Some of these changes can alter both their weight and their height. In the United States, 13-year-old children typically weigh anywhere from 60 pounds to 115 pounds, with an average weight of about 93 pounds.
The reality is several factors affect the average weight of a 13-year-old. Factors like genetics, health, and teen diet can play major roles. With this information in hand, your best bet is to get as accurate an idea of your son's health as possible by meeting with his pediatrician, so you know how to help him succeed beyond his teen years.
Average Weight For 13-Year-Olds - Girls And Boys
Most children who grow and develop normally fall within the Healthy Weight Zone.
A child's total body weight is made up of two parts:
The soft tissue is found under the skin that stores excess calories as energy. It also cushions and insulates vital organs and protects them from injury. The amount of body fat a child has is determined by how much of the body is fat, not by how much they weigh.
Muscle Mass And Bone Density
Muscle mass is the hard tissue that helps with movement, strength, growth, and burning calories. Bone density helps support the body's weight and protect internal organs such as the brain and heart.
The Centers for Disease Control and Prevention (CDC) have set guidelines for healthy Weight and body mass index (BMI) in children.
Healthy Weight For A 13-Year-Old:
A child's healthy Weight depends on their height, gender, and age. The CDC uses a measurement called BMI, or body mass index, a simple way to see if your child is at a healthy weight. Many calculators online can help you determine your child's BMI.
A 13-year-old boy who weighs more than 85 pounds has an unhealthy weight. A girl of the same age who weighs more than 95 pounds has an unhealthy weight.
The CDC's Healthy Weight Guidelines:
A 13-year-old boy who is 4' 10" should weigh between 92 and 103 pounds; a girl of the same age who is 4' 6" should weigh between 97 and 110 pounds.
The average weight for 13-year-olds is between 90-100 lbs.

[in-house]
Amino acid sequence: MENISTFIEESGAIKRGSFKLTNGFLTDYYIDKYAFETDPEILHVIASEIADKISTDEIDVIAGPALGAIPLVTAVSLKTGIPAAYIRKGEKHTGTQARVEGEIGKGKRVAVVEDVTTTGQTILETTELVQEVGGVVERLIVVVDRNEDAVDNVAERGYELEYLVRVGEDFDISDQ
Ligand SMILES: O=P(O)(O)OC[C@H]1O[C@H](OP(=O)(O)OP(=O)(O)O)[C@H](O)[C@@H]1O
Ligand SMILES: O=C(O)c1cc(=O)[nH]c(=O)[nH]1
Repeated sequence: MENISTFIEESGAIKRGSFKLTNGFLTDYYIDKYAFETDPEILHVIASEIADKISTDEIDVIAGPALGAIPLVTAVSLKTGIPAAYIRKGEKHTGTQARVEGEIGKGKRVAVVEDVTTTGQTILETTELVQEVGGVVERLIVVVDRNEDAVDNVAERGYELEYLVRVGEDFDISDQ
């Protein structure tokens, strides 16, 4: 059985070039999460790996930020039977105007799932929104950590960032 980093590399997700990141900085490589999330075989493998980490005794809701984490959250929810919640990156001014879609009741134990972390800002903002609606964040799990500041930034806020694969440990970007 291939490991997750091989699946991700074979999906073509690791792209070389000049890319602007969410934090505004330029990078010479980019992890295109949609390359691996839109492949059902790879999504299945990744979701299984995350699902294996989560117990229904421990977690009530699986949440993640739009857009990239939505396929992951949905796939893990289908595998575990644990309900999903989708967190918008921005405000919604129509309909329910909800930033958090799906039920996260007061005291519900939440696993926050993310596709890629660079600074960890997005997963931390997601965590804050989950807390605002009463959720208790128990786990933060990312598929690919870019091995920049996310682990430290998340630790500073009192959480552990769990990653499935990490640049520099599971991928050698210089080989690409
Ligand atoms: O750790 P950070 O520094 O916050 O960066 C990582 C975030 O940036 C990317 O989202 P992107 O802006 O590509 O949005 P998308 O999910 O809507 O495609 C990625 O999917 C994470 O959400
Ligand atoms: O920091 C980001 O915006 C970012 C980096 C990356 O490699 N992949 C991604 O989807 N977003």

For a male, the average height is 5'2", while the average female height is 4'8".
A child's BMI is calculated by dividing their weight in kilograms by their height in meters squared. To determine if a child is overweight, their BMI should be greater than or equal to the 85th percentile for children of the same age and sex.
BMI is just one way of looking at body size and shape — it doesn't account for muscle mass or bone structure. For example, high-performance athletes often have BMIs that would qualify them as overweight under certain criteria but still fall into the normal range because they have more muscle mass than others.
Person’s BMI Calculator
A person's BMI is calculated by dividing their weight in kilograms by their height in meters squared (kg/m2). For adults, the World Health Organization has established categories of BMI based on health risks associated with different ranges of BMI values:
BMI less than 18.5 = underweight; healthy weight range; recommended range for children and teens ages 2 to 19.
BMI between 18.5 and 24.9 = healthy weight range; recommended range for children ages 2 to 19.
BMI between 25 and 29.9 = overweight; at risk of overweight; recommended range for children ages 2 to 19.
Weight is one of the most important factors to consider when evaluating your child's health. The average weight for 13-year-olds is between 90-100 lbs. Girls tend to be taller than boys until they reach puberty.
What Are The Recommended Weights For Children?
The Centers for Disease Control and Prevention (CDC) recommends that you monitor your child's height and weight at every well-child checkup, but you should also know the following:
- BMI 30 or higher= obese; at risk of overweight
- BMI 25-29.9= overweight; at risk of overweight
- BMI 18.5-24.9= healthy weight range
- BMI less than 18.5= underweight
Percentiles By Weight For 13-Year-Old Girls
Here are the percentiles by weight for 13-year-old girls:
Percentiles By Weight For 13-Year-Old Boys
Here are the percentiles by weight for 13-year-old boys:
Teenage girls & Boys Height
Why Is My Child's Weight Important?
Gaining too much weight or losing too much can lead to health problems in the future, such as:
A child who is overweight or obese is at risk for developing type 2 diabetes, high cholesterol, and high blood pressure later in life. But even kids considered normal weight may have a high BMI (body mass index), which means they're still at risk for developing these conditions.
Doctors use the cholesterol levels in your blood to determine if you're likely to develop heart disease later in life because of high cholesterol levels. Children with high cholesterol levels may need medication to lower it, but this can help prevent them from developing serious health issues later.